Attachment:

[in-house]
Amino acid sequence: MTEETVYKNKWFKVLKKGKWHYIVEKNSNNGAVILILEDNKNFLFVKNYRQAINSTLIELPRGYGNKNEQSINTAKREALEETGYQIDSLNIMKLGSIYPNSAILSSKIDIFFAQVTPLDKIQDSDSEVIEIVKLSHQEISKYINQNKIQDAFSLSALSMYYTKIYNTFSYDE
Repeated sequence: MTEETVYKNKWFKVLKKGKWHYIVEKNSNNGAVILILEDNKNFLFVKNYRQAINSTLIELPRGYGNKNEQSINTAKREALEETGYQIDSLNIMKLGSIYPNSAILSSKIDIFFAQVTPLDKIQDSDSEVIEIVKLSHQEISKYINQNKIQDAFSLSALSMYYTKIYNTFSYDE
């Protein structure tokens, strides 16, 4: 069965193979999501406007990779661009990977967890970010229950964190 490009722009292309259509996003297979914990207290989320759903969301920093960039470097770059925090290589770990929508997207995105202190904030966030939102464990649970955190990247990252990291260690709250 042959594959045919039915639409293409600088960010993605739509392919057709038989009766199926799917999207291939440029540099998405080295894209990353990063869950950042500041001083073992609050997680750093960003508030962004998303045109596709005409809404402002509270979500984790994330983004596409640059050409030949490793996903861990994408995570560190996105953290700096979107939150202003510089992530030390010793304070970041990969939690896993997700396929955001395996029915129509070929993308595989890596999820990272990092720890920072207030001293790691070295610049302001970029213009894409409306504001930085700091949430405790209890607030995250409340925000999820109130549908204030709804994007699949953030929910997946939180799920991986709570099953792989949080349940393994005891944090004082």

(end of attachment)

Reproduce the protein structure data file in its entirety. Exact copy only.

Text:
[in-house]
Amino acid sequence: MTEETVYKNKWFKVLKKGKWHYIVEKNSNNGAVILILEDNKNFLFVKNYRQAINSTLIELPRGYGNKNEQSINTAKREALEETGYQIDSLNIMKLGSIYPNSAILSSKIDIFFAQVTPLDKIQDSDSEVIEIVKLSHQEISKYINQNKIQDAFSLSALSMYYTKIYNTFSYDE
Repeated sequence: MTEETVYKNKWFKVLKKGKWHYIVEKNSNNGAVILILEDNKNFLFVKNYRQAINSTLIELPRGYGNKNEQSINTAKREALEETGYQIDSLNIMKLGSIYPNSAILSSKIDIFFAQVTPLDKIQDSDSEVIEIVKLSHQEISKYINQNKIQDAFSLSALSMYYTKIYNTFSYDE
């Protein structure tokens, strides 16, 4: 069965193979999501406007990779661009990977967890970010229950964190 490009722009292309259509996003297979914990207290989320759903969301920093960039470097770059925090290589770990929508997207995105202190904030966030939102464990649970955190990247990252990291260690709250 042959594959045919039915639409293409600088960010993605739509392919057709038989009766199926799917999207291939440029540099998405080295894209990353990063869950950042500041001083073992609050997680750093960003508030962004998303045109596709005409809404402002509270979500984790994330983004596409640059050409030949490793996903861990994408995570560190996105953290700096979107939150202003510089992530030390010793304070970041990969939690896993997700396929955001395996029915129509070929993308595989890596999820990272990092720890920072207030001293790691070295610049302001970029213009894409409306504001930085700091949430405790209890607030995250409340925000999820109130549908204030709804994007699949953030929910997946939180799920991986709570099953792989949080349940393994005891944090004082």